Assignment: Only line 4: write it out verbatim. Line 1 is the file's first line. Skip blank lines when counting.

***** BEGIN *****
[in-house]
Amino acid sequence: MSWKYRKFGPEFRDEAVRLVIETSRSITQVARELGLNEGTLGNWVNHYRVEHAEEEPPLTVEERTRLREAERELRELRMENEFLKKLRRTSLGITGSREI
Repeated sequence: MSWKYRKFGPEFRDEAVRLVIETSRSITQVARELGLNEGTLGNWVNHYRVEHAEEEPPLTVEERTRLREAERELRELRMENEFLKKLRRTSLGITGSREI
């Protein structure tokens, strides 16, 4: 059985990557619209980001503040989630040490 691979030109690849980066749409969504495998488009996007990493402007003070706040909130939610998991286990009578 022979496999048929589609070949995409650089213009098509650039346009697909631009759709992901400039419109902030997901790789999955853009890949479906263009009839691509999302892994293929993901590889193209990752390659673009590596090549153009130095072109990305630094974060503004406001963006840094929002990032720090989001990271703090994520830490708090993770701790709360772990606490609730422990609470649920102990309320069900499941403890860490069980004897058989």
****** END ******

């Protein structure tokens, strides 16, 4: 059985990557619209980001503040989630040490 691979030109690849980066749409969504495998488009996007990493402007003070706040909130939610998991286990009578 022979496999048929589609070949995409650089213009098509650039346009697909631009759709992901400039419109902030997901790789999955853009890949479906263009009839691509999302892994293929993901590889193209990752390659673009590596090549153009130095072109990305630094974060503004406001963006840094929002990032720090989001990271703090994520830490708090993770701790709360772990606490609730422990609470649920102990309320069900499941403890860490069980004897058989």